Over the past handful of years, mental health has started to become less stigmatized and discussed more openly. That said, there’s still a long way to go. What are some of the most common misconceptions you hear about mental health?

BH: There are three misconceptions about mental health that come to mind: Number One is the negative stigma surrounding mental health. When people hear “mental health,”  they automatically start thinking negatively, as if it’s about mental PROBLEMS and not mental health. Maintaining a healthy mental state allows you to operate at a high level while feeling good about who you are. Number Two: The idea that “no one understands.” In our room, we have many men from different areas of the world speaking about issues they go through that seem to be very similar to other men in the room. I always say “We all have different struggles but we all struggle the same.” Number Three: is the positive connotation of the word “support.” People can support you positively or negatively, and it’s up to you to be aware of what that means.

LH: There are so many stigmas and I’m so happy that the mental health discussion has taken a huge leap forward in our society. With that being said, men still are very much suffering from the same pressures, perceptions and stigmas that create the alarming statistics we see today. One key myth is that mental health issues are a sign of weakness or lack of willpower. This is the one misconception that must be addressed most aggressively. Men are very allergic to words like “weak” or anything akin to it. By attaching a word like “weakness” to mental health, we immediately make the conversation radioactive for those who need it most. We are here every Tuesday having this discussion as a clear demonstration of the strength and will it involves and I’m very proud of that.

JL: One of the most common misconceptions is that people should only speak to professionals.  Being able to be supported by great men like Bryan and Logan have helped me to get clarity in so many areas within my life outside of therapy and coaching. Another misconception is that mental health is something you take a look at when “something is wrong.”  Being healthy mentally is a lot like being healthy physically. It takes consistent effort and calls for each of us to not just be reactive but to be proactive in our approach as well.

Why do you think it’s typically harder for men to open up about their mental health?

BH: The reason a lot of men “suffer in silence” is quite honestly we aren’t supported to speak. We are groomed to listen in communication but not supported in talking about our issues. We also aren’t aware of the things that play major parts with our mental health. It’s hard to speak on problems when we don’t realize they exist. Also providing and protecting safe spaces to these men are rare. Lots of times men’s vulnerability is weaponized against them. What it means to be a man a lot of the time is protecting and providing while being “tough” and not speaking on your own problems.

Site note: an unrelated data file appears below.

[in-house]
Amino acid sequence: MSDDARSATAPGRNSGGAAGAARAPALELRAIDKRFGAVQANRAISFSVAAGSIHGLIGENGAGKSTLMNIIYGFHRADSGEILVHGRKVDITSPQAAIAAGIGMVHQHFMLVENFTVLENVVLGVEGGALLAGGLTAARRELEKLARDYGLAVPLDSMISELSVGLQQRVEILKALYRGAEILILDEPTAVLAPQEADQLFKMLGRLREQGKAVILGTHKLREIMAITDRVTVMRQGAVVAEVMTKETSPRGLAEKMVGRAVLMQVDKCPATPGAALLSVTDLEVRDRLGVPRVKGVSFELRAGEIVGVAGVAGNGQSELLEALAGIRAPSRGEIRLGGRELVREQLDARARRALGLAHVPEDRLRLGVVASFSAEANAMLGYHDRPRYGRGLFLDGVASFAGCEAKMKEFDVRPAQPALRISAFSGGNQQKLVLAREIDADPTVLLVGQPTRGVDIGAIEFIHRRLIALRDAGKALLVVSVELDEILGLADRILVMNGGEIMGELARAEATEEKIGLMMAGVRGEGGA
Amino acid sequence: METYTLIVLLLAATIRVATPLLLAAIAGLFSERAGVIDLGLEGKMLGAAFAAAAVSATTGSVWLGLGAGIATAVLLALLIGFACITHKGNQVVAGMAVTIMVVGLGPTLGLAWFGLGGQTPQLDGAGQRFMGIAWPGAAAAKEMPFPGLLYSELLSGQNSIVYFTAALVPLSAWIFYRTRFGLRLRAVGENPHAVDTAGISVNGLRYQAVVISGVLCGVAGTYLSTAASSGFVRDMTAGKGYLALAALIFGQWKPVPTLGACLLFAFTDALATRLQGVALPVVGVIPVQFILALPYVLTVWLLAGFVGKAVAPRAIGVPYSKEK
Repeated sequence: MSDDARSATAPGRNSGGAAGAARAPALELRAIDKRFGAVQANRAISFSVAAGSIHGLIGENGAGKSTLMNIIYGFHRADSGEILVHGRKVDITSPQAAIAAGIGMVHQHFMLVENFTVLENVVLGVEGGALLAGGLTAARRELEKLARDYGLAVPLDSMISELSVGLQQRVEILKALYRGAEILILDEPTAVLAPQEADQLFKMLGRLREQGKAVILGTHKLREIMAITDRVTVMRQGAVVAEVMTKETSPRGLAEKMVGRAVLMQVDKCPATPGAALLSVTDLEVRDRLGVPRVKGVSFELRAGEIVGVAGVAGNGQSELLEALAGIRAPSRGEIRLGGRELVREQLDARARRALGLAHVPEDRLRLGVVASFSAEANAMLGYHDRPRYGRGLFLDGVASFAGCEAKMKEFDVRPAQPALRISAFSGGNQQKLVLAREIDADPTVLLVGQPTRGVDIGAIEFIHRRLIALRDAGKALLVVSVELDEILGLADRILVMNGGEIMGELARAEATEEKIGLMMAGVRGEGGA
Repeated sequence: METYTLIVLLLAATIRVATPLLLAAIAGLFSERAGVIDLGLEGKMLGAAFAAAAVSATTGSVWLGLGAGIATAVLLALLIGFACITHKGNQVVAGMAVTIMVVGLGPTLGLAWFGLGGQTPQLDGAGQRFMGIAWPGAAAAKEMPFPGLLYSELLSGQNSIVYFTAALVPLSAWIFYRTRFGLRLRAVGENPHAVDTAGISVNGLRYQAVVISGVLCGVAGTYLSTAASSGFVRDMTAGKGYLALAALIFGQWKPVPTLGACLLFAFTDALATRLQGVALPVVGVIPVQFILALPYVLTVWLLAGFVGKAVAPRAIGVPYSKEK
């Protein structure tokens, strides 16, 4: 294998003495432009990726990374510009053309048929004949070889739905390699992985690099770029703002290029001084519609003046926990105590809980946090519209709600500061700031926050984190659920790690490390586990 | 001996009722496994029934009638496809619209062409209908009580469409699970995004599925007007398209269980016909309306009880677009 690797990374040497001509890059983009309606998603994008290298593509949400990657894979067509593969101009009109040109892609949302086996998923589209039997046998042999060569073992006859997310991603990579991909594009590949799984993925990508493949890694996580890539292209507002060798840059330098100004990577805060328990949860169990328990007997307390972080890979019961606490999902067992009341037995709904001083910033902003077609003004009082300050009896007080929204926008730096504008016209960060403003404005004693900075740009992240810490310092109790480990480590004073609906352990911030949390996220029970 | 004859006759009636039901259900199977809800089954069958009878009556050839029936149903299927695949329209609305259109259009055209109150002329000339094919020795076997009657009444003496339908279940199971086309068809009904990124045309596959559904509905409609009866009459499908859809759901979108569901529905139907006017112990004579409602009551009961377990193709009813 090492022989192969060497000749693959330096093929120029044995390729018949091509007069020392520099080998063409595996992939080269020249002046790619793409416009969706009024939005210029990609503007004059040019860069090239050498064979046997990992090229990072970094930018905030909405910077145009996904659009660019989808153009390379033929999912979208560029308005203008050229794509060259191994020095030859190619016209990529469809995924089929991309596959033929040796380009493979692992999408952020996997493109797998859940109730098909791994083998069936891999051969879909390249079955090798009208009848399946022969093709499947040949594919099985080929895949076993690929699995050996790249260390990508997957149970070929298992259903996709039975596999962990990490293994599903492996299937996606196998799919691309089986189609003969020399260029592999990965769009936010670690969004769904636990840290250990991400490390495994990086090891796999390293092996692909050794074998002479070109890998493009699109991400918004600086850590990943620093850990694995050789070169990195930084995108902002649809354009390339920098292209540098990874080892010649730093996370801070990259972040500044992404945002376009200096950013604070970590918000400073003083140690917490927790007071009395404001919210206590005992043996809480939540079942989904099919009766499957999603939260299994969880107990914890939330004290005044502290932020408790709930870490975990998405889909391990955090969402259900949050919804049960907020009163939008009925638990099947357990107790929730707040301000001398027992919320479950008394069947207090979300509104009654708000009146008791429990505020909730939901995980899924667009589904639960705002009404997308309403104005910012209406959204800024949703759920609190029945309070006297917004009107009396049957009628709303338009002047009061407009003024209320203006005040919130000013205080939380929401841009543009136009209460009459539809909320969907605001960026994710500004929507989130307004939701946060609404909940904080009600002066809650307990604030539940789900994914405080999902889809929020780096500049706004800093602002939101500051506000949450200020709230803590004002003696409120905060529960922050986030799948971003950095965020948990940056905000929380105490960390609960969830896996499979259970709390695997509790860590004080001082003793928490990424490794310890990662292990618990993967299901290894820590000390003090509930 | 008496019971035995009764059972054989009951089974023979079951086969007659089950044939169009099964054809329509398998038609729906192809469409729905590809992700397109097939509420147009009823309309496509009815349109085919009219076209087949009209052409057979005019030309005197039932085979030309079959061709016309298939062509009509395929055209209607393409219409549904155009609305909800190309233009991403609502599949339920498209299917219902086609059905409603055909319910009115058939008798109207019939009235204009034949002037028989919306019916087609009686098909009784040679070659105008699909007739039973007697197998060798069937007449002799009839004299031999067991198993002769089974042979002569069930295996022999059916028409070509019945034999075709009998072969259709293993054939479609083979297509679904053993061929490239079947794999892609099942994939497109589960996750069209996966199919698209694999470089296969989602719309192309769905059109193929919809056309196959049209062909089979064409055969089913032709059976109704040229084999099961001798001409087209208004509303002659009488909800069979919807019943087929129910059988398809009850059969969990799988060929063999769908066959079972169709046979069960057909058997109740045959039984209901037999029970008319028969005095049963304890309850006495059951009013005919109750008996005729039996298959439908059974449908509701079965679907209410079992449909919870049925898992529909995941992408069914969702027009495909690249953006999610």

LH: I think it’s harder for men to open up about their mental health because they simply don’t believe there’s anything in it for them. Men are socialized to believe that our value rests solely in how capable we are and our tangible production. Under those pretenses there would be no reward or benefit to admitting you’re not ok. We are here to say that men couldn’t be farther from the truth. There’s nothing but tremendous benefit from opening up and communicating how and what you’re feeling honestly. You learn so much about yourself and you give yourself permission to be the greatest version of a man.

JL: We talk about this often in the room. A lot of it has to do with how men are socially conditioned. We are taught untrue scripts like “boys don’t cry” or that a man’s worth is solely in being a “protector” and ”provider.”  Men are conditioned to close up and close off and we are not conditioned to look for support. This can be very dangerous.

If someone is struggling with the thought of opening up about their struggles with mental health, what advice would you give?

BH: We would first let them know we understand, as at one point we felt the same. Next we would simply ask “On a scale from one to ten, ten being the best, how are you feeling today?” After getting that number, ask them why they chose that number. Lastly, if they aren’t a ten, what would it take to get to a ten? Understand how realistic the cost is to reach a 10. We can always recommend therapy for people but sometimes all we need is a chance to talk and be heard without worrying about judgment.

LH: The best advice I can give is don’t give up! Seek out others who are having the conversation already because I guarantee you that you will find strength in their testimony. Maybe you don’t have the words right now, that’s ok. Maybe you don’t have the perfect timing, that’s ok. Maybe you think your hurt is too shameful, that’s ok. DON’T GIVE UP!

JL: The advice I would give them is to understand they are not alone. Every single person that looks like they have their “stuff together” does not, in fact, have it all figured out. Every person is going through different challenges that they feel only pertain to them. The truth is, we are all going through things and a lot of them are similar to one another. You owe it to yourself to seek the help of a professional that can guide you through finding clarity on your own mental health and support you on your journey.